(Bloomberg) -- The Republican Party is setting out on a review of its disappointing performance in the midterms, an election in which US voters issued a strong rebuke of Trump-backed candidates who still say the 2020 election was stolen. 

But eight of the 10 members of the newly announced Republican Party Advisory Council are election deniers.

In a statement, RNC Chair Ronna McDaniel said the group would “assess the midterms and plan for 2024,” and examine how to fare better with suburban women, young voters and people of color, key demographic groups that decided the 2022 elections.

Former President Donald Trump required candidates to embrace his “Stop the Steal” movement in order to get his endorsement in Republican primaries this year. But that proved costly as election deniers fell short across the country in the general election, losing governor’s races in Arizona, Michigan, Pennsylvania and Wisconsin; secretary of state races in Arizona, Michigan and Nevada; Senate races in Arizona and Nevada; and six toss-up House races targeted by Democrats on the issue.

Since the Nov. 8 midterms, when Democrats held on to the Senate and allowed Republicans only a slim majority in the House, Republican mega donors and former backers like Rupert Murdoch have indicated Trump should not run for president a third time. He announced the week after the elections. Nevertheless, McDaniel has continued to back the former president and has downplayed the Jan. 6, 2021, US Capitol attack by his supporters.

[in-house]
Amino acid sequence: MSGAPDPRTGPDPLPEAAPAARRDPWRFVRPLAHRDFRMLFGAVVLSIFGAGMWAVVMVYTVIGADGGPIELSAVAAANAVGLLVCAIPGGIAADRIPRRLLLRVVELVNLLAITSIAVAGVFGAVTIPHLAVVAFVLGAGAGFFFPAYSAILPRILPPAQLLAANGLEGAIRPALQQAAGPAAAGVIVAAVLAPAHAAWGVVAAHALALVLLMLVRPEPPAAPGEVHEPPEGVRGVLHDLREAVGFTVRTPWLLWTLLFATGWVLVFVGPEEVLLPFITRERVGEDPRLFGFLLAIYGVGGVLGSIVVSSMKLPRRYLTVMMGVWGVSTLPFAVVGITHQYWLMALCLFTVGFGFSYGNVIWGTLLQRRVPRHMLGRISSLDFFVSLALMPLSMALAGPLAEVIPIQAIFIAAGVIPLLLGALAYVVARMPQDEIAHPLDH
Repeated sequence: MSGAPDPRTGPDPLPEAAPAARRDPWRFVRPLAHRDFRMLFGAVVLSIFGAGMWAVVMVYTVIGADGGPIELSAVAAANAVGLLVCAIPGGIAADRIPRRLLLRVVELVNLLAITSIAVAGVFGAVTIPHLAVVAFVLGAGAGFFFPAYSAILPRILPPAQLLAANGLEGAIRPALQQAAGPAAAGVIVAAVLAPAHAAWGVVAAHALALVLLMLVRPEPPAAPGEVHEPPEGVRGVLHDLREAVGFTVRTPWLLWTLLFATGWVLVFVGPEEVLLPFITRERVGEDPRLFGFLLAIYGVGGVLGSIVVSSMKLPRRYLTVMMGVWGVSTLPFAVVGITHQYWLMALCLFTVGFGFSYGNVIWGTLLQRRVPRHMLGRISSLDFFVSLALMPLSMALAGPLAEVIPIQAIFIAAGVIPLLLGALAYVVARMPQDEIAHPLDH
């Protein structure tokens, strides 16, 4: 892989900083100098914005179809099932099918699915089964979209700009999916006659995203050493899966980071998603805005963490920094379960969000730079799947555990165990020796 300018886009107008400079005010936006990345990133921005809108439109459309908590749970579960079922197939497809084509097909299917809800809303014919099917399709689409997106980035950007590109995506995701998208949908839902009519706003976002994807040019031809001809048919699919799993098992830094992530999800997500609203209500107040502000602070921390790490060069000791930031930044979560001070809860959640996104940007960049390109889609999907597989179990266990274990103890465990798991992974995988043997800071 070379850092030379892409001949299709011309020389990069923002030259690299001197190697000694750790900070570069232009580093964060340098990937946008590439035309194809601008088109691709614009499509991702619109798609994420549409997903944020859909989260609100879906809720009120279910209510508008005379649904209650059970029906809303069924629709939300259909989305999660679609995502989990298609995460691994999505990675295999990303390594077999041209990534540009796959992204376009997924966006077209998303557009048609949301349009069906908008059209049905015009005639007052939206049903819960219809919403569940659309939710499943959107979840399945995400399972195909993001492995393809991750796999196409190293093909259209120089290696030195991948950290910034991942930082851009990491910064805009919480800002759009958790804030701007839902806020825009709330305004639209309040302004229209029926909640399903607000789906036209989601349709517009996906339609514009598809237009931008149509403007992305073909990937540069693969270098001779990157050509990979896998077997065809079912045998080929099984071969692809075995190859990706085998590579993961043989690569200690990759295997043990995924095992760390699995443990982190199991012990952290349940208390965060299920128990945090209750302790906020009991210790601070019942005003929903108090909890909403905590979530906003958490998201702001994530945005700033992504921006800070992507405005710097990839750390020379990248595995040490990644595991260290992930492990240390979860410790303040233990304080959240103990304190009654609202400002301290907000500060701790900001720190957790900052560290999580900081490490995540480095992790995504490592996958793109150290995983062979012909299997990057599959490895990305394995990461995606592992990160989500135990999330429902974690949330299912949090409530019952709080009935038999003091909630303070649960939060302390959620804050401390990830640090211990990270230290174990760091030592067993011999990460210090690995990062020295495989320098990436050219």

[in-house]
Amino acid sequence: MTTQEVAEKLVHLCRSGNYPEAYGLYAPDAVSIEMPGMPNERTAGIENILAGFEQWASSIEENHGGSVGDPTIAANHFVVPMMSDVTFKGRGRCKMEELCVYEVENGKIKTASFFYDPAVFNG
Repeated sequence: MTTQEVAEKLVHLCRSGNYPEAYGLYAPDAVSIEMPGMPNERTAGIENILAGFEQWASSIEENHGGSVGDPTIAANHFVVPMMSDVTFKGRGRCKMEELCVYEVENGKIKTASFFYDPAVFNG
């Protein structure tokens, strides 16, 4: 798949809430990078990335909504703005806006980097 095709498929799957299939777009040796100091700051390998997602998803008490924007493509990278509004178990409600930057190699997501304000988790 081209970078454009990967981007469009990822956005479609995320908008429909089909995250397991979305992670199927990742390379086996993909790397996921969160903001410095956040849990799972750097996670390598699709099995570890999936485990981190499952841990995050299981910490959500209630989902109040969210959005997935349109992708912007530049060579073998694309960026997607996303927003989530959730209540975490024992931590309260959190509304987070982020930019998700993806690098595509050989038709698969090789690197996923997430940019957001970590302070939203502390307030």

David Kochel, a Republican consultant who works in Iowa, said that naming election deniers to the advisory panel was a “recipe for failure” given that their messages failed in what should have been winnable races around the country.

“Elections are supposed to be about the future, not the past,” he said. “If we spend all our time talking about 2020, we’re never going to win the swing voters that we need in 2024.”

The panel is one of several RNC groups analyzing the midterm results, including one co-chaired by RNC Committee members Henry Barbour and Harmeet Dhillon. 

Among the eight members of the advisory panel who have either cast doubt on the legitimacy of the 2020 election or outright said it was stolen are Blake Masters, the failed Arizona Senate candidate; failed Ohio House candidate Madison Gesiotto Gilbert, who tweeted that she was “sick” of “Republicans turning their backs” on Trump’s efforts to fight his loss; and Michigan Representative-elect John James, who pushed for an audit of election results for three weeks before conceding his loss in a 2020 Senate race.

“I am thrilled that this talented group of Republicans will be shoulder to shoulder with us as we work to grow our party,” McDaniel’s statement said.

One exception is former Trump adviser Kellyanne Conway, who wrote in her memoir that Trump’s campaign team “simply failed to get the job done” and “failed again afterward” when they did confront him about accepting his loss and moving on.

--With assistance from Akayla Gardner.

©2022 Bloomberg L.P.